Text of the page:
The Pop Psychology of Twitter
What is the psychology behind our use of Twitter? Why does it work for its increasing millions of users?
I love the fact that there’s already a fair body of analysis already. John Grohol does a great initial post on the Psychology of Twitter and a follow-up Psychology of Twitter Part 2, that nicely summarises some other thoughts. I’m pleased to flag that my post here is one of those that applies the Psychology 101ish Maslow’s hierarchy of needs in a blunt way as an introduction. Moses Ma does a far more advanced analysis than me with Understanding the Psychology of Twitter and goes on to analyse More on the Psychology of Twitter, including neuroscience and psycholinguistics!
This is quite a functional post I’ve had in bits of draft for a month or so, and is a bit of a sledgehammer analysis I want to refine over time. The thing that’s nagged away, and eventually pushed me into pulling this together is because my tiny amount of knowledge about Maslow’s Hierarchy of Needs comes back to me whenever I see a comment from someone who ‘doesn’t get’ Twitter (or those of us who use it at varying levels of intensity, and wonder why)
It is a theory in psychology, proposed by Abraham Maslow in a 1943 paper. I’ve always liked it particularly in a work/management context as a really simple guide to assessing the needs of individuals I’ve been managing. I also like it because of how well challenged it is.
Looking at the layers in the diagram from bottom to top, the first four are known as deficiency needs. The top layer often referred to as the only real motive: the aesthetic need. The aim of realizing one’s own maximum potential and possibilities. It was originally argued that needs are fulfilled sequentially from bottom to top. Subsequently this has been challenged and embellished: particularly using the concept of the ‘starving artist’ who ignores deficiency needs for the aesthetic.
As a full set of human needs I think it works quite well. None obviously come to my mind that ‘modern society’ is causing to advance or mutate (again, one of the arguments against the theory). Quite simply, I think it can be used as a needs checklist to assess an individual’s status. I use the word status to deliberately not apply either the subjectivity or judgement of using the word ‘deficiency’, and to avoid presupposing that an individual wants a need fulfilled (the starving artist point)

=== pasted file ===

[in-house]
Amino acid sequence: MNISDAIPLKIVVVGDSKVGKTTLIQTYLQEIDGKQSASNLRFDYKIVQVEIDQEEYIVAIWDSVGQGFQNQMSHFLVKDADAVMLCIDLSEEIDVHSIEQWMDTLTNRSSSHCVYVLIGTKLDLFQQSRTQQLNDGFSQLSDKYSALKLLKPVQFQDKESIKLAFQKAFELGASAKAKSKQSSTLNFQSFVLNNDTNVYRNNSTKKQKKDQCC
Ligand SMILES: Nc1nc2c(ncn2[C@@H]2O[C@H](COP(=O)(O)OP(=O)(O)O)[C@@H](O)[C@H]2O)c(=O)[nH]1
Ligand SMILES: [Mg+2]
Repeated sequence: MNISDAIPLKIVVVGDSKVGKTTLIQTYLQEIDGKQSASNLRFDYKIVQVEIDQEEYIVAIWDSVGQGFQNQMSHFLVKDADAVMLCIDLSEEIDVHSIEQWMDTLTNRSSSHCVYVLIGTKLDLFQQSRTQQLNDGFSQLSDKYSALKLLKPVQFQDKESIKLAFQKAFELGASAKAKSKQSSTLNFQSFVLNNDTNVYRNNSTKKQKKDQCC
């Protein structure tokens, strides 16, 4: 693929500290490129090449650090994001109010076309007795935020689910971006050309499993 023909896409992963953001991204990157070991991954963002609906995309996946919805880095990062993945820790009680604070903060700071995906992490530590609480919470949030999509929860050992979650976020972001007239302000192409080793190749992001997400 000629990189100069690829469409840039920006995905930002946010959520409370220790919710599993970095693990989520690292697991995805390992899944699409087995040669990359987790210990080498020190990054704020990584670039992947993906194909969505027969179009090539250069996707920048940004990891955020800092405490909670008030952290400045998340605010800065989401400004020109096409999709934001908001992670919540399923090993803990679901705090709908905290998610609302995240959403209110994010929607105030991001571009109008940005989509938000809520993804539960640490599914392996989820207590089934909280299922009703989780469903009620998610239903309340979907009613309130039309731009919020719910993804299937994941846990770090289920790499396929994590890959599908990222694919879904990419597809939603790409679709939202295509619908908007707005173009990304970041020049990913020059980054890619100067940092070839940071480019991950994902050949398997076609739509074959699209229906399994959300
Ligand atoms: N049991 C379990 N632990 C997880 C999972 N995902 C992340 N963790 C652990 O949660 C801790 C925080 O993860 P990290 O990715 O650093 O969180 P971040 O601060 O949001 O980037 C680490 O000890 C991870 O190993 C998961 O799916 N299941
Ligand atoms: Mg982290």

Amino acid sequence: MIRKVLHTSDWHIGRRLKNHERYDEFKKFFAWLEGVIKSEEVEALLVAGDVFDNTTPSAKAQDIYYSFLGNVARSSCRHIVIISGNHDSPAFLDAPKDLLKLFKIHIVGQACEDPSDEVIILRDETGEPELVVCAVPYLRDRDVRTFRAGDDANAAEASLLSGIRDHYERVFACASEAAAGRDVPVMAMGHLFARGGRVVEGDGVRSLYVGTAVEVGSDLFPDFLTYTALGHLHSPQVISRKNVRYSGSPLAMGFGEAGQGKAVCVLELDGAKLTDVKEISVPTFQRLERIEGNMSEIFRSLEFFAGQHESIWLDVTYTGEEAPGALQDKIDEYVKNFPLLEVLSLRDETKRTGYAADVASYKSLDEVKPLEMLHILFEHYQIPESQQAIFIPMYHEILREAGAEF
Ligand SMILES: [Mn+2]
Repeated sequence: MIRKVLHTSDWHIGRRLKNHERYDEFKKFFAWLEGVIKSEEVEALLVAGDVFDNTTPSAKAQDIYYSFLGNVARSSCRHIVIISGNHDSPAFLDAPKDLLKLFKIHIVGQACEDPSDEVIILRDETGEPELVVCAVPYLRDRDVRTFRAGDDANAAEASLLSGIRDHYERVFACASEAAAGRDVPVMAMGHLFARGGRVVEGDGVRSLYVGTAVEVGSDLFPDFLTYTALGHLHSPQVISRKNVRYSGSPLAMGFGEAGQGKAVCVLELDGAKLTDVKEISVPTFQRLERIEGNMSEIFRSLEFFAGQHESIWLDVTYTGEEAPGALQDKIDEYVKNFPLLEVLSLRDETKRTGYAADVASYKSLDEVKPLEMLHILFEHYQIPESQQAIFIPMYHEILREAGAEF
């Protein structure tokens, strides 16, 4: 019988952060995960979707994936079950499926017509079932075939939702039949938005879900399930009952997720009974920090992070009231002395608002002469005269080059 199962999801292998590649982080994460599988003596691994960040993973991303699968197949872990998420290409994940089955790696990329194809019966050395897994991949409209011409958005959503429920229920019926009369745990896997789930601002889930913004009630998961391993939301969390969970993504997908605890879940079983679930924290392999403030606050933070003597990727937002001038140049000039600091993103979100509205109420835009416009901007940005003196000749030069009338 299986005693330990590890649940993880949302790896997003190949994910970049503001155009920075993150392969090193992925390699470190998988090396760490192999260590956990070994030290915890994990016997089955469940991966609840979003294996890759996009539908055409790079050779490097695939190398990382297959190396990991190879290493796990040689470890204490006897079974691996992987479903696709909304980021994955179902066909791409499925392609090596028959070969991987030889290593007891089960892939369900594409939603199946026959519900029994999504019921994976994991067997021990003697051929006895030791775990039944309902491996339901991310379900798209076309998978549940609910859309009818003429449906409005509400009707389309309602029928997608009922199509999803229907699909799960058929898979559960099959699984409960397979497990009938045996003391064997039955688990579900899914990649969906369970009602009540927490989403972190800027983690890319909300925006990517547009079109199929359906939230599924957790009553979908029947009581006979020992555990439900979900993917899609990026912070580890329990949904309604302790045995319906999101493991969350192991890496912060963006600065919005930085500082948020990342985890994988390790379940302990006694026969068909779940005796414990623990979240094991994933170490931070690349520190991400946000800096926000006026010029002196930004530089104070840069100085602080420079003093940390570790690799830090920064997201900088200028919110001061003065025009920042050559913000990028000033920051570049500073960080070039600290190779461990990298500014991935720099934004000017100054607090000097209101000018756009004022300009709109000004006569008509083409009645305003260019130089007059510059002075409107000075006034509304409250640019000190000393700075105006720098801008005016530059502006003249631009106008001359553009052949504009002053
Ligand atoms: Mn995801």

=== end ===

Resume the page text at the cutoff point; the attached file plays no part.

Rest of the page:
So to Twitter.
Well, for whatever grand claims, your ‘Physiological’ and ‘Safety’status are unlikely to be directly impacted by Twitter (although I suppose any communication medium can aid relationship forming and the subsequent ‘physical’ side that could come with it…………..). Your ‘Safety’ status, particularly in relation to employment and resources, could be argued to be being increasingly impacted by Twitter as business and recruitment tools and self-branding methodologies are developed.
Without meaning the statement to be over sensationalist, or over-extending for the sake of a blog post, I think ‘Love/ Belonging’, ‘Esteem’ and ‘Self-actualization’ are facilitated by the nature of the tool itself (in terms of its ease of use, immediacy, 140 character limitations/ opportunities and multiple channels/ mediums): you don’t need to invest much to get a return if you have a need.
As best illustrated by two statements in the Joe Griffin and Ivan Tyrrell book, Human Givens:
‘we cannot be mentally healthy if we’re isolated’ and ‘one human given is that we are social creatures and need connection to a group of people who accept us’,
whether you have a deficient need or not, Twitter breaks down the barriers. It opens up a global set of conversations. Whether you’re alone or engaging in a different conversation than the people surrounding you at that time, it enables a connection. Your perceptions of others and respect from others can shift tremendously with the right contribution: but globally. The boundary-less relationships speed up. As with many aspects of online life, preconceptions, limiting beliefs, filters, restricting values and predjudices can be effectively removed by the substance of someone’s contribution. This recognition or engagement in turn can drive self-esteem, confidence and sense of achievement.
Spontaneity and creativity of thought are massively facilitated if you choose to participate with any expectation of engagement/ popularity because your balance of contribution has to be the same as in any successful interaction within a social grouping: both personal and valuable. Mass morality has been let further off the leash via the rapid feedback and ‘wildfire’ nature of the tool. Social media loosened the collar and now live feed and interaction is taking participation around common human values to the next level.